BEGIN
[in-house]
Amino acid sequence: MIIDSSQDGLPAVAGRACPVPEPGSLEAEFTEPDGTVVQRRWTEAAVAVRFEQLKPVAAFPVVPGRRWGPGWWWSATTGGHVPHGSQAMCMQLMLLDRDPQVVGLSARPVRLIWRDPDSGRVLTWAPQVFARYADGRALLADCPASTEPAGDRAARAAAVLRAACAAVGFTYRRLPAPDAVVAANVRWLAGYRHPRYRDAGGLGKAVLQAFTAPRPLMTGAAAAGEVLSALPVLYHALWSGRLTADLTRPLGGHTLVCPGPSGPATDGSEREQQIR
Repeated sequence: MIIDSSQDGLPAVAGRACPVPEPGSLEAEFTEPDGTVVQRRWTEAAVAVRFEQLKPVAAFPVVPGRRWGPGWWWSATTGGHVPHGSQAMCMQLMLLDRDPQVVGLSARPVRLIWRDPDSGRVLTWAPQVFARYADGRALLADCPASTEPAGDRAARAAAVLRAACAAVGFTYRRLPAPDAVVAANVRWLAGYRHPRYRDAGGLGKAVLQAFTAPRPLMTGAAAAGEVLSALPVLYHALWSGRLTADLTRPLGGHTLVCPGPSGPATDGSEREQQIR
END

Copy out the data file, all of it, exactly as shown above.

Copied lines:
[in-house]
Amino acid sequence: MIIDSSQDGLPAVAGRACPVPEPGSLEAEFTEPDGTVVQRRWTEAAVAVRFEQLKPVAAFPVVPGRRWGPGWWWSATTGGHVPHGSQAMCMQLMLLDRDPQVVGLSARPVRLIWRDPDSGRVLTWAPQVFARYADGRALLADCPASTEPAGDRAARAAAVLRAACAAVGFTYRRLPAPDAVVAANVRWLAGYRHPRYRDAGGLGKAVLQAFTAPRPLMTGAAAAGEVLSALPVLYHALWSGRLTADLTRPLGGHTLVCPGPSGPATDGSEREQQIR
Repeated sequence: MIIDSSQDGLPAVAGRACPVPEPGSLEAEFTEPDGTVVQRRWTEAAVAVRFEQLKPVAAFPVVPGRRWGPGWWWSATTGGHVPHGSQAMCMQLMLLDRDPQVVGLSARPVRLIWRDPDSGRVLTWAPQVFARYADGRALLADCPASTEPAGDRAARAAAVLRAACAAVGFTYRRLPAPDAVVAANVRWLAGYRHPRYRDAGGLGKAVLQAFTAPRPLMTGAAAAGEVLSALPVLYHALWSGRLTADLTRPLGGHTLVCPGPSGPATDGSEREQQIR